What I saw this past week went way beyond professional courtesy. Despite my obviously skewed perspective in the matter, I can honestly that this does not happen for anybody, even among his peers. I can only imagine how farther family and friends across the globe, along with both UP Open University and UP Los Baños would have taken things had there not been a tightened lockdown looming over us. And for that, the Librero clan is eternally grateful.

What we refer to as the Librero clan is made up of the different families he had blood ties with. There is of course the Librero family itself. And then we have the Malupa and the Millan, then the Dinulos and Juanillas, and finally with the Garcia family. And on behalf of all these families, I would like to express our gratitude to everyone present here, as well as those who had wanted to be with us, but were unable to do so. I am also happy that most of the families considered to be part of the Librero clan are represented here today. My dad talked more about us to the people he worked with than he did to us about his work. Thanks to those who spoke, my family has heard first-hand accounts of his career achievements. I myself do not know all of it. I don’t think any single person does. He himself had probably forgotten a lot of them by the end of his life.

UPOU was kind enough to arrange for this. Unfortunately, the recent surge in COVID-19 cases has kept people from coming.


I do not remember to whom I should attribute this to… This was around 2004 or 2005. What I do remember is it was in Indonesia when my dad took me with him to attend a number of engagements across the country. It was in one of those dinners. He probably excused himself briefly to go to the toilet or something. And while he was away, someone referred to him one of the foremost experts in the field of development communication in the whole of Asia. Maybe some of his peers can, but me personally, I have never been in a position to judge for myself. But what I do know first hand is how he is treated by his peers. At home, he had always played host to people. Our house, whether it be that small apartment, or later on a larger house at Doña Aurora St. in UPLB to where I live now outside the campus, was constantly frequented by his friends, colleagues and students. Going with him in those overseas trips allowed me to see how things were the other way around. I remember that first time. It was 2001. I don’t remember being particularly excited about it, as it would’ve been an added strain to the family finances because of my mom’s medical bills. But it was she who convinced me to go. She told me it was high time I saw for myself how he was practically treated like a prince in other places. And true enough, right outside the airport’s arrival area in Bangkok was a former PhD student, himself already an accomplished university professor by then, waiting to pick us up and along with the rest of my dad’s other former Thai students, he made sure we were taken care of the whole time we were there. That tends to leave an impression on a young man realizing how little he knew about his own father outside his own household. And now, after hearing and reading all the tributes for themselves, I hope that the rest of my family are now having a similar realization of how well respected and loved my dad was, as I did back then.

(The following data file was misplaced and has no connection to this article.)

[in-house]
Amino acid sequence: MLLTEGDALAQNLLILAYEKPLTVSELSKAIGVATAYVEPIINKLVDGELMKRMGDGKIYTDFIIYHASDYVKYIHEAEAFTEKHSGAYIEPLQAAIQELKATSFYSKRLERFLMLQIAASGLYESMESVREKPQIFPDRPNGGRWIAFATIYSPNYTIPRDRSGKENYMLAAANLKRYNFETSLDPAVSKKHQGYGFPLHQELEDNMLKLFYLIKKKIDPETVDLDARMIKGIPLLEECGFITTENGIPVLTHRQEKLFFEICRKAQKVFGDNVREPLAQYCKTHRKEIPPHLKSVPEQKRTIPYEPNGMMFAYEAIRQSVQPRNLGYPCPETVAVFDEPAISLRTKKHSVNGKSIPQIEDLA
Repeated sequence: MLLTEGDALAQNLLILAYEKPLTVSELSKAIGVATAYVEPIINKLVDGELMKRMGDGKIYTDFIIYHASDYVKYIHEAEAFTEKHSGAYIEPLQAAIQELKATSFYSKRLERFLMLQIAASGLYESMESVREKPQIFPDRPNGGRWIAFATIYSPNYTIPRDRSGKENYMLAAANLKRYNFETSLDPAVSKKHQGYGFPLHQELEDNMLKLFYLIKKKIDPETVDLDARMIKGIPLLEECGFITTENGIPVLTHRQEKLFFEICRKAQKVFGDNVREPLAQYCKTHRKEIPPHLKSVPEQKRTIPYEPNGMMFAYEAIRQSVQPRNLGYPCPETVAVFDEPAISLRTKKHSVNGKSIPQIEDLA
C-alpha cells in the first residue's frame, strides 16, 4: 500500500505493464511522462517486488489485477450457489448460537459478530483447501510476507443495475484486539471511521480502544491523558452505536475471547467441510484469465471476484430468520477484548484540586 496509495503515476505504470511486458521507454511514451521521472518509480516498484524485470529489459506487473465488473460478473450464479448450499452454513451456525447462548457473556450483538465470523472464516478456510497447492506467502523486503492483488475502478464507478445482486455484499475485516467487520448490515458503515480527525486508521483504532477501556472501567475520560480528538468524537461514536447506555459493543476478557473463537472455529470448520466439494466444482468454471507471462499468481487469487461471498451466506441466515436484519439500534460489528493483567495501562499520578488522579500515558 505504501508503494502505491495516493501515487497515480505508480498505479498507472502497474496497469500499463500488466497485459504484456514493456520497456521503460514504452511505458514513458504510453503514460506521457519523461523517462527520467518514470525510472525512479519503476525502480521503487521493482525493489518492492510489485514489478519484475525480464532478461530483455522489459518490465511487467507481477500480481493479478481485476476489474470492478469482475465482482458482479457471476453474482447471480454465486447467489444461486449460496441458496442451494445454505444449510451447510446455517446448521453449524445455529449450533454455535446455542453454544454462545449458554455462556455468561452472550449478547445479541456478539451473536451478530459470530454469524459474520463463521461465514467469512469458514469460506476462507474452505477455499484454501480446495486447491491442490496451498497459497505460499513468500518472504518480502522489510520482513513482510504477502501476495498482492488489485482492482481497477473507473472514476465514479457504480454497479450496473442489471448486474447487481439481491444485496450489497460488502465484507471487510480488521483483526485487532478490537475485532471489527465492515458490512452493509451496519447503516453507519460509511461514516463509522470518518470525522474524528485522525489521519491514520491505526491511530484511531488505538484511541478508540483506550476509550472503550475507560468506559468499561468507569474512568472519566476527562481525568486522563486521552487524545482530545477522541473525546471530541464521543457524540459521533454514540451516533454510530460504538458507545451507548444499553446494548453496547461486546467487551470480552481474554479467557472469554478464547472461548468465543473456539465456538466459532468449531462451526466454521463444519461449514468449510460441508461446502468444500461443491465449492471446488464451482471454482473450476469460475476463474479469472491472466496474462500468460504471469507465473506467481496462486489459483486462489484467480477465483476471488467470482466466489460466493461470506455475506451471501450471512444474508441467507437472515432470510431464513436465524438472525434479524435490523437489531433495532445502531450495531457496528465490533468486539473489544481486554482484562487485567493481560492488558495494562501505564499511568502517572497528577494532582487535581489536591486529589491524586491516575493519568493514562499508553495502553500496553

I suppose the next question is where do we go from here. He did not really leave a lot of things hanging. When he retired, he could’ve said he’d already done everything he set out to do and nobody would’ve been able to argue. But there are a few things he along with his brother would probably want his family to do. For starters, we would like to put together all the tributes we have been showering on his name. He occasionally wrote on a journal, but not nearly enough to put together an autobiography. But all our words put together can perhaps be pieced together to come up with something close. He would also want us to find ways to continue helping students in any capacity we can. And that is what I would like to do. I would also welcome those who would be interested in joining me. But perhaps most importantly, he would want each and every one of us to continue the work he had started. And I am sure we will.